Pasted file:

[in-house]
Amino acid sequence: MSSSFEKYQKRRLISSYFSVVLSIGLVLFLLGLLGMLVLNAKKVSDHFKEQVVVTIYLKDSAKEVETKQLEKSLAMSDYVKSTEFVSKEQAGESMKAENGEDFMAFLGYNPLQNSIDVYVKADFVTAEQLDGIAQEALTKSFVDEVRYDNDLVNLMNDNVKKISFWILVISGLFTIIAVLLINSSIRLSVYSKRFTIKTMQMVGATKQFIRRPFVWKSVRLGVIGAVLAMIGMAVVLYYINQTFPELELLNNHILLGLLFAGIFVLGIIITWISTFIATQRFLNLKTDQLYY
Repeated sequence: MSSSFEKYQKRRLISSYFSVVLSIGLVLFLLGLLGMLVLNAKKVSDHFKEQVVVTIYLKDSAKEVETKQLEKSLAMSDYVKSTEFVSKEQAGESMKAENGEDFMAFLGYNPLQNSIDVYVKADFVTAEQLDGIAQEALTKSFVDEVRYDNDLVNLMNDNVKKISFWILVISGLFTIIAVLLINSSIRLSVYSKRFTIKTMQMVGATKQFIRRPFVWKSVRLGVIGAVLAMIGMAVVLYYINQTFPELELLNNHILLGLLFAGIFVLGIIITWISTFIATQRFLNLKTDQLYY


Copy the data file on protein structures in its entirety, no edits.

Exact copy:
[in-house]
Amino acid sequence: MSSSFEKYQKRRLISSYFSVVLSIGLVLFLLGLLGMLVLNAKKVSDHFKEQVVVTIYLKDSAKEVETKQLEKSLAMSDYVKSTEFVSKEQAGESMKAENGEDFMAFLGYNPLQNSIDVYVKADFVTAEQLDGIAQEALTKSFVDEVRYDNDLVNLMNDNVKKISFWILVISGLFTIIAVLLINSSIRLSVYSKRFTIKTMQMVGATKQFIRRPFVWKSVRLGVIGAVLAMIGMAVVLYYINQTFPELELLNNHILLGLLFAGIFVLGIIITWISTFIATQRFLNLKTDQLYY
Repeated sequence: MSSSFEKYQKRRLISSYFSVVLSIGLVLFLLGLLGMLVLNAKKVSDHFKEQVVVTIYLKDSAKEVETKQLEKSLAMSDYVKSTEFVSKEQAGESMKAENGEDFMAFLGYNPLQNSIDVYVKADFVTAEQLDGIAQEALTKSFVDEVRYDNDLVNLMNDNVKKISFWILVISGLFTIIAVLLINSSIRLSVYSKRFTIKTMQMVGATKQFIRRPFVWKSVRLGVIGAVLAMIGMAVVLYYINQTFPELELLNNHILLGLLFAGIFVLGIIITWISTFIATQRFLNLKTDQLYY